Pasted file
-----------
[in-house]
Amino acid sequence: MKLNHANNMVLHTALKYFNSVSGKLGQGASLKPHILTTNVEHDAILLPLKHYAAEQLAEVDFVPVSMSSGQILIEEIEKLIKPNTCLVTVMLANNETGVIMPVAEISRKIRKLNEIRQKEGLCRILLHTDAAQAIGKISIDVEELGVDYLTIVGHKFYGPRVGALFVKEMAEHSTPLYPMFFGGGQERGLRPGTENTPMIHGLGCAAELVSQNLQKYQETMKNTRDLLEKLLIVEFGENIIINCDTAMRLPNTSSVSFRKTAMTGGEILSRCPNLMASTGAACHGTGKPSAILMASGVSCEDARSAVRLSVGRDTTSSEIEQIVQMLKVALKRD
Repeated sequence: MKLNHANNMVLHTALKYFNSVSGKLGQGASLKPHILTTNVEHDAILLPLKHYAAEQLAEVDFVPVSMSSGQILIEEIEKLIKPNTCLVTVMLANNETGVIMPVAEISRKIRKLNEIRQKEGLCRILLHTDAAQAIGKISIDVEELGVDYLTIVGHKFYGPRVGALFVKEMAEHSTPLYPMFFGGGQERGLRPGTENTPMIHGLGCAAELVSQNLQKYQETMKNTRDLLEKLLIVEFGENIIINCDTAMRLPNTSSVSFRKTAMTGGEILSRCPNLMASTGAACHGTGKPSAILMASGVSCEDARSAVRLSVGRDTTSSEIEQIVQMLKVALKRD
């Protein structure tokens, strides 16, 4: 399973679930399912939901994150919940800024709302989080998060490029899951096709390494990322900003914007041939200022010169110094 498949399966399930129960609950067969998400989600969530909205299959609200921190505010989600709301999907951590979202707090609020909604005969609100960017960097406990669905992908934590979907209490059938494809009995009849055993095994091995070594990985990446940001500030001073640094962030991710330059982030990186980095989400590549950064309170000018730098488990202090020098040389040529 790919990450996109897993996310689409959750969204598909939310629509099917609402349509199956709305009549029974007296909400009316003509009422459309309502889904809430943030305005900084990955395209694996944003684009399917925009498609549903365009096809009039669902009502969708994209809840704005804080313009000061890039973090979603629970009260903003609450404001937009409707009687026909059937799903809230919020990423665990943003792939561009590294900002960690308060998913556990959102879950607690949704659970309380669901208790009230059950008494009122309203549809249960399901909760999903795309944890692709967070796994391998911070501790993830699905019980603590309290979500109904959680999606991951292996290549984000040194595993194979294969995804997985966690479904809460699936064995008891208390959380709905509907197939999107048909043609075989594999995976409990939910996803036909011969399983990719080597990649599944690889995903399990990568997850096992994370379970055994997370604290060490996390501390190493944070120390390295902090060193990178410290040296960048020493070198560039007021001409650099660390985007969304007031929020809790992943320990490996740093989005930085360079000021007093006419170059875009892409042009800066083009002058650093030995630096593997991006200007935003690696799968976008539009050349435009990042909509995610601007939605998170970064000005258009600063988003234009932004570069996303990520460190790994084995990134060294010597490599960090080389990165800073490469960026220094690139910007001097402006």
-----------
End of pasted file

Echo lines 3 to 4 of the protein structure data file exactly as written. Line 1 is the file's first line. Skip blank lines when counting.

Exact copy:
Repeated sequence: MKLNHANNMVLHTALKYFNSVSGKLGQGASLKPHILTTNVEHDAILLPLKHYAAEQLAEVDFVPVSMSSGQILIEEIEKLIKPNTCLVTVMLANNETGVIMPVAEISRKIRKLNEIRQKEGLCRILLHTDAAQAIGKISIDVEELGVDYLTIVGHKFYGPRVGALFVKEMAEHSTPLYPMFFGGGQERGLRPGTENTPMIHGLGCAAELVSQNLQKYQETMKNTRDLLEKLLIVEFGENIIINCDTAMRLPNTSSVSFRKTAMTGGEILSRCPNLMASTGAACHGTGKPSAILMASGVSCEDARSAVRLSVGRDTTSSEIEQIVQMLKVALKRD
């Protein structure tokens, strides 16, 4: 399973679930399912939901994150919940800024709302989080998060490029899951096709390494990322900003914007041939200022010169110094 498949399966399930129960609950067969998400989600969530909205299959609200921190505010989600709301999907951590979202707090609020909604005969609100960017960097406990669905992908934590979907209490059938494809009995009849055993095994091995070594990985990446940001500030001073640094962030991710330059982030990186980095989400590549950064309170000018730098488990202090020098040389040529 790919990450996109897993996310689409959750969204598909939310629509099917609402349509199956709305009549029974007296909400009316003509009422459309309502889904809430943030305005900084990955395209694996944003684009399917925009498609549903365009096809009039669902009502969708994209809840704005804080313009000061890039973090979603629970009260903003609450404001937009409707009687026909059937799903809230919020990423665990943003792939561009590294900002960690308060998913556990959102879950607690949704659970309380669901208790009230059950008494009122309203549809249960399901909760999903795309944890692709967070796994391998911070501790993830699905019980603590309290979500109904959680999606991951292996290549984000040194595993194979294969995804997985966690479904809460699936064995008891208390959380709905509907197939999107048909043609075989594999995976409990939910996803036909011969399983990719080597990649599944690889995903399990990568997850096992994370379970055994997370604290060490996390501390190493944070120390390295902090060193990178410290040296960048020493070198560039007021001409650099660390985007969304007031929020809790992943320990490996740093989005930085360079000021007093006419170059875009892409042009800066083009002058650093030995630096593997991006200007935003690696799968976008539009050349435009990042909509995610601007939605998170970064000005258009600063988003234009932004570069996303990520460190790994084995990134060294010597490599960090080389990165800073490469960026220094690139910007001097402006």